Updated: Sep 8
Another month, another adventure and another National Park! With Spring break in full bloom, we had the perfect opportunity to take advantage of some days off and vacation time to venture out to Joshua Tree National Park for some camping and exploring. While we could have taken a quicker, and more direct route to get to the park, we decided to embrace the road trip vibes and enjoy a longer drive through the desert to enter through the south entrance near Cottonwood Spring.
Coming in through the southern entrance was a nice build up to the beauty Joshua Tree National Park had to offer as we could witness the merging terrain of the Colorado and Mojave Deserts. The sparse Colorado Desert landscape that initially greeted us progressively included more blooming beauty the more north we drove. Initially we had driven through the first bit of the park feeling underwhelmed at the landscape, laughing between us that we had built the park up to be much grander in our minds. During our stop at the Cottonwood visitor center we even overheard other visitors asking rangers where all the Joshua trees were, so it was nice to know we weren’t alone in our current disappointment. We were soon proven wrong with our initial judgement however, and left pleasantly fulfilled. From the initial bushes that spread along the desert floor to the Ocotillo patch and Cholla cactus beds, sand dunes and mountain overlooks to the eventual expanse of Joshua Trees and clusters of rock formations, it was satisfying to watch the park landscape unfold with each passing mile.
One thing that had us entertained along the initial park drive was the foreshadowing signage reading “exhibit ahead,” every few miles along the road for designated pull outs and scenic markers. When it comes to a National Park, Joshua Tree National Park at least, these were not scenic overlooks or geographic landmarks, these were “exhibits,” and they were designated as such to be on full display.
Though we enjoyed many stops along our route in the park to partake of designated nature walks, sightseeing opportunities, and “exhibits,” our first full hike was just over two miles and was found at the Split Rock Loop Trail. This was also our first discovery that signage and trail markings in the park are at a minimal, as we, and other occasional passing hikers, found areas that left finding the designated trail up to the imagination. Occasional trail perplexity aside, the hike was nice. The trail followed the contour of the natural landscape and the abundance of large rock formations, cacti, Joshua trees and wildflowers made it a very scenic trek, one that was also accompanied by the occasional jack rabbit, chipmunk, quail and hawk.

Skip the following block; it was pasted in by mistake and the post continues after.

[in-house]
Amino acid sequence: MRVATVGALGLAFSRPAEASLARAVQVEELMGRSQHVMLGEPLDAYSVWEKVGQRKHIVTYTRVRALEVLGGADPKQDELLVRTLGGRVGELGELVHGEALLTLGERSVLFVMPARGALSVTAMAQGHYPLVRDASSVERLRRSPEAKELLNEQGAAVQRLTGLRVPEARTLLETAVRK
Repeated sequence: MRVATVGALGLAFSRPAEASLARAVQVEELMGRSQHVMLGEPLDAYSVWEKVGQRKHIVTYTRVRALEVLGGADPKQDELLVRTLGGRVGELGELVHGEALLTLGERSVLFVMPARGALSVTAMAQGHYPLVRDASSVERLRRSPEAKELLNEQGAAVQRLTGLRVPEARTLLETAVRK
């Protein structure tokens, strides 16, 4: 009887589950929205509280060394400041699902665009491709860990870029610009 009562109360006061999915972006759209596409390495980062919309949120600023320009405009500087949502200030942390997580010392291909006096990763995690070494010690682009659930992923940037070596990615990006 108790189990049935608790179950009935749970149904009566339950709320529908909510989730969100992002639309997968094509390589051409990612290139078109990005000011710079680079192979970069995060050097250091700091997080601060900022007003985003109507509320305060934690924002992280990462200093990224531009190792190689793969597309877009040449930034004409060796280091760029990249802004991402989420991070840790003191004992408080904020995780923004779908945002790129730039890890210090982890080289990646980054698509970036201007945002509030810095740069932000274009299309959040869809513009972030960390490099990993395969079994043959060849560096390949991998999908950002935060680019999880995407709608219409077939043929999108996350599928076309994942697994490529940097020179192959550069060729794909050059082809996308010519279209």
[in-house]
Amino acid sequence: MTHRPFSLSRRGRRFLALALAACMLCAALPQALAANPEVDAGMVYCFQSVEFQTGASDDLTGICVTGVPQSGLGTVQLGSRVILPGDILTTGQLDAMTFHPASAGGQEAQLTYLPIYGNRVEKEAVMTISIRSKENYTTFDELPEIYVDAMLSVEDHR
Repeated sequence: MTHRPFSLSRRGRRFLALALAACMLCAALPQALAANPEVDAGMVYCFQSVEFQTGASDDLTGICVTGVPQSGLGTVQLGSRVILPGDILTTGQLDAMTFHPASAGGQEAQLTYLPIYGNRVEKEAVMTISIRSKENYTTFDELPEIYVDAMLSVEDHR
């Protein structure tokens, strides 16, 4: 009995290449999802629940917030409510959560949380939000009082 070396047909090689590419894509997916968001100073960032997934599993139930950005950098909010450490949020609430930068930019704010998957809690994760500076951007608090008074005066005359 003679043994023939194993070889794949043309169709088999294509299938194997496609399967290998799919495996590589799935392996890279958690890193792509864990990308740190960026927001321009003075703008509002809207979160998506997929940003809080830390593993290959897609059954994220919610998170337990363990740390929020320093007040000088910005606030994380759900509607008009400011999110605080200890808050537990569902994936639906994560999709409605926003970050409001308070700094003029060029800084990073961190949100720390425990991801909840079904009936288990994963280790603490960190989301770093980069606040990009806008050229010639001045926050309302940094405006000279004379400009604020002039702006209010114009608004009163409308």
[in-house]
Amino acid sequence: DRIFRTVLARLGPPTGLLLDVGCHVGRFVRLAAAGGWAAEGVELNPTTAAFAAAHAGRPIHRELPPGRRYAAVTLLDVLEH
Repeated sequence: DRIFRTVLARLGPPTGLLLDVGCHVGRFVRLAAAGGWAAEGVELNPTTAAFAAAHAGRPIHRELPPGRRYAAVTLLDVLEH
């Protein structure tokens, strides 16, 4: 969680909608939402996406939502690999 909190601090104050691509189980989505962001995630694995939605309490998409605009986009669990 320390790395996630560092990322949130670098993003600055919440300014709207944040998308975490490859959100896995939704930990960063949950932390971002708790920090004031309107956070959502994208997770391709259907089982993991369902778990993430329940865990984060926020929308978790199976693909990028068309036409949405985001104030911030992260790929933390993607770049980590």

One of the most magnificent views throughout our time hiking, not only the Split Rock area but around the entire park, was the visible "ribbons" that run through the park’s rock clusters. Known as dikes and veins, these rocky lines are a reminder of the landscape’s history.
I later learned more about these “ribbons” and how geologists believe they were formed more than 100 million years ago. The larger rock lines, known as dikes, were formed when magma filled in fractures in the pre-existing rock. Similarly, veins are the smaller, more randomly distributed lines in the rocks, and were formed from fluids that remained and circulated through gaps and cracks in solidifying granite and molten. A geological wonder and good reminder of what this landscape once held.
While leaving the Split Rock area and heading back onto the road, I spotted my first snake. Like the tarantula sighting in Death Valley, this sighting too was from the safety and comfort of inside the truck, and thus was able to be an enjoyable moment with no threat. But I can tell you this, he coiled and sat up rather abruptly when we drove past him, moving around in the air for us to see in the rearview mirror. If that is my only large snake sighting in nature, I will be okay with it.